I came across a petition shared by Alternative Outfitters online, ‘Bring Animal Killing Artist, Katinka Simonse To Justice‘. From the petition:
Katinka Simonse, a 31 year old female living in Amsterdam, has been killing innocent animals and getting away with it. These horrible acts have been looked over because she killed these animals in the name of “Art”. Katinka owns many animals and keeps them in horrible conditions. She owns 60 hamsters in balls and remote controlled guineas pigs. She puts day old male chicks through paper shredders. She writes numbers on the snails in her garden to keep count of them. The act that has angered most people about this case is, in 2004 Katinka Simonse killed her very own cat and then made it into a handbag.
Killing animals for “art” is certainly not a new concept. In fact, it’s something that I wrote about in 2009 for True/Slant.
At that time, over 14,000 artists, art historians, art curators and visual art professionals believed it was a violation of free speech to criminalize the depiction of animal cruelty in works of art – especially for profit (ie: exhibiting in a gallery for sale). The College Art Association (CAA), filed a friend-of-the-court brief with the National Coalition Against Censorship (NCAC) for a Supreme Court hearing in 2009 that was to revisit legislation which would make it illegal to sell depictions of cruelty to animals.
Strangely, the legislation was struck down. From CAA News:
On April 20, 2010, the US Supreme Court struck down, on First Amendment grounds, a federal statute (18 U.S.C. § 48 ) that criminalized the commercial sale, dissemination, and possession of depictions of animal cruelty, as well as of acts showing the wounding or killing of animals.
So, courtesy of our First Amendment rights, we have:
Artist Adel Abdessened opened an exhibit called “Don’t Trust Me” at the San Fransisco Art Institute. The exhibit included six video screens showing a loop of various non-human animals being bludgeoned to death with a sledgehammer next to a brick wall. The non-human animals included a goat, pig, sheep, ox, and a horse. The exhibit was finally taken down after thousands of people protested.
There is a woman in Pennsylvania who gives her cats body piercing so that she can sell them as “Gothic Kitties”? She defends her position saying she, “…didn’t intend to do anything cruel and that she didn’t see any difference between piercing a human and piercing a cat”.
A Florida college senior was charged with animal cruelty when he/she dipped 40 live baby mice into resin, then cut them up into cubes for an art project.
But exploitative art isn’t limited to the US, it’s a global issue.
BMEzine is the world’s largest online body modification community. They have an entire online gallery of modified companion animals. Oh sure, they have the standard bullshit disclaimer saying:
NOTE: BME does not condone the torture and abuse of animals in any way (although we urge you to consider whether these pictures are any worse than torturing, killing, and eating an animal, or worse than cutting a dog’s tail off for looks). These pictures are presented for documentary purposes only and WE DO NOT RECOMMEND OR SUGGEST PIERCING OR OTHERWISE MODIFYING ANIMALS IN ANY WAY!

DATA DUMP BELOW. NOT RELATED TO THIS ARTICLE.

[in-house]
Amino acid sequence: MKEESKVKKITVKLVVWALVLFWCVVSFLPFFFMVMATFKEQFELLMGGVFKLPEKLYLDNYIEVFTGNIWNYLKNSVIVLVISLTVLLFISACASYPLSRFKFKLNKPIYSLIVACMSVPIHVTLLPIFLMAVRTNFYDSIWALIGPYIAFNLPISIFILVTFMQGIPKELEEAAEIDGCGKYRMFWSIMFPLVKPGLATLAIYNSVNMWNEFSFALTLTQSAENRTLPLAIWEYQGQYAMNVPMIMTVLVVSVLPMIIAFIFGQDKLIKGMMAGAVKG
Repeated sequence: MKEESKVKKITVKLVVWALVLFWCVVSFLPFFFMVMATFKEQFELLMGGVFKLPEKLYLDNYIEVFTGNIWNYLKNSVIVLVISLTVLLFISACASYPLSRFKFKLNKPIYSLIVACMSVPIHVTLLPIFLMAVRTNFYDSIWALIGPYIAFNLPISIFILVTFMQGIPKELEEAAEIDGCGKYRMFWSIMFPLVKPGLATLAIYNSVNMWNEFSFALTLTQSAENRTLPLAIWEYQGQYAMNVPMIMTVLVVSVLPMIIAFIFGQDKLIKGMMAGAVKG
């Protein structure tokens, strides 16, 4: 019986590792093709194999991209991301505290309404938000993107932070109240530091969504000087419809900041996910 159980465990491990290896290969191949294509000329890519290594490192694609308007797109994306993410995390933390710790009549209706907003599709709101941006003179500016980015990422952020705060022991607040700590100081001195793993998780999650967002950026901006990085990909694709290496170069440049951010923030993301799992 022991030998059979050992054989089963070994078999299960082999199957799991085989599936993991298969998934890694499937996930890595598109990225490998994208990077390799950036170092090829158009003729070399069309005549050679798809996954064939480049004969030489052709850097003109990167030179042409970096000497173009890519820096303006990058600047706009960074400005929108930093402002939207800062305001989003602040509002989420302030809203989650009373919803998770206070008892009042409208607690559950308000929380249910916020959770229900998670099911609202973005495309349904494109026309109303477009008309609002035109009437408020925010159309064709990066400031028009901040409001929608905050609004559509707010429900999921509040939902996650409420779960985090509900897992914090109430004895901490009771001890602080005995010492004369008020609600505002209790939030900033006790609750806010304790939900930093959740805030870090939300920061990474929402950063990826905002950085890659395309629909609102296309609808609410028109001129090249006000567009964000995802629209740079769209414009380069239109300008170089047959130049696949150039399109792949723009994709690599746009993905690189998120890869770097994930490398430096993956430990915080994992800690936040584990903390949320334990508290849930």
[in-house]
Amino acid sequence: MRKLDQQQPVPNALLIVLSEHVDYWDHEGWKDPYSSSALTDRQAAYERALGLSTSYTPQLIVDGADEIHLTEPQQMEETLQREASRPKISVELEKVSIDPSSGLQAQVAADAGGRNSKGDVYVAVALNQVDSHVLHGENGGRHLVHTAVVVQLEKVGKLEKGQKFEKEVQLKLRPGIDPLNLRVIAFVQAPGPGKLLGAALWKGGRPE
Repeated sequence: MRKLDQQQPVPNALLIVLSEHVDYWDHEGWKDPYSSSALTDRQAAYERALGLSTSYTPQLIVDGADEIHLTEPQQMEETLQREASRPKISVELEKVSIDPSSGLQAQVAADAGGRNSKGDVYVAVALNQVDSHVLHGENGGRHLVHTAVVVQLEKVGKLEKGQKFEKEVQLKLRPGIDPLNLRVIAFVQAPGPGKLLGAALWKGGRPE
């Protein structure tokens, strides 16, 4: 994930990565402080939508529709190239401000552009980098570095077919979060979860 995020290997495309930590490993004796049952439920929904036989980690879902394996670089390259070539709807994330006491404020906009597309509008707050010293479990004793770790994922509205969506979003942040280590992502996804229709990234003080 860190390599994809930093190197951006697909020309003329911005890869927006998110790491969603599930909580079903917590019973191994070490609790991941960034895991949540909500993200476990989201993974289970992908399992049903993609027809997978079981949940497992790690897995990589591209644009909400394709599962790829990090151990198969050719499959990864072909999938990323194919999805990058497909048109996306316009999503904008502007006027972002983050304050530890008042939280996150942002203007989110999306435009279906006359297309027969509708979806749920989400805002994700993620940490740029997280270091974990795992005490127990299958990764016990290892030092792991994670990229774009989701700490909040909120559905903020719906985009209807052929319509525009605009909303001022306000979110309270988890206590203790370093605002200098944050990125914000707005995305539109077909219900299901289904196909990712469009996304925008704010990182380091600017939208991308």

Really? The mere presence of a large collection of photos displaying piercings and tattoos is only going to spur interest and encourage such behavior.
Then there’s Damien Hirst’s work. One of his most famous pieces is The Physical Impossibility of Death in the Mind of Someone Living. It basically consists of a shark in a vitrine, preserved in formaldehyde. Or, if sharks aren’t your thing, there’s Away from the Flock. Which is a sheep in a glass tank, preserved in formaldehyde. Then, the ever original artist produced Mother and Child Divided. This time the work consisted of a cow and her calf sliced in half and put in a glass tank, preserved in formaldehyde.
Wim Delvoye tattoos pigs in Beijing for a living. He is known for tattooing Louis Vuitton logos, various works, smiley faces, mythical creatures, and more on the backs of the pigs. Then the pigs are sold for thousands of dollars to collectors, who either keep them as companion animals or purchase the tattooed skin of the dead pigs.
Nathalia Edenmont, a Russian artist, kills cats, mice, chickens and rabbits for her surreal still life photographs. Wetterling Gallery in Stockholm was one of the first to show Edenmont’s work. They defended their decision saying,
Most people who see Nathalia’s pictures for the first time are impressed by how beautiful they are….Slowly you realize that the animal is dead, that the animal has died for the sake of the picture…Nathalia’s pictures…are so beautiful – and the insight into the reality behind them gives rise to thoughts of people’s shallowness and double standards. Many of us eat meat, wear leather or use make-up that has been tested on animals, without arousing especially strong reactions. But when a picture shows a dead rabbit, all hell breaks loose…There is nothing illegal in Nathalia’s art. She has killed the animals in as humane a way as possible. Has she been guilty of a moral crime? We do not think so.
Hermann Nitsch from Austria, who uses the entrails of lambs in his ritualistic performances and paints with the blood of non-human animals.
Now we can add Katinka Simonse to the list. Torturing and killing an animal should not be protected by the First Amendment of Free Speech. It’s ludicrous to claim rights while taking away the rights of others. What does it say about a society that has laws to protect people who want to inflict fear and pain on an animal for profit- oh, right. We do this every single day, but instead of calling it art- we call it food.
In art, in life, non-human animals deserve better. This is not a free speech issue. This is a matter of life, and of death.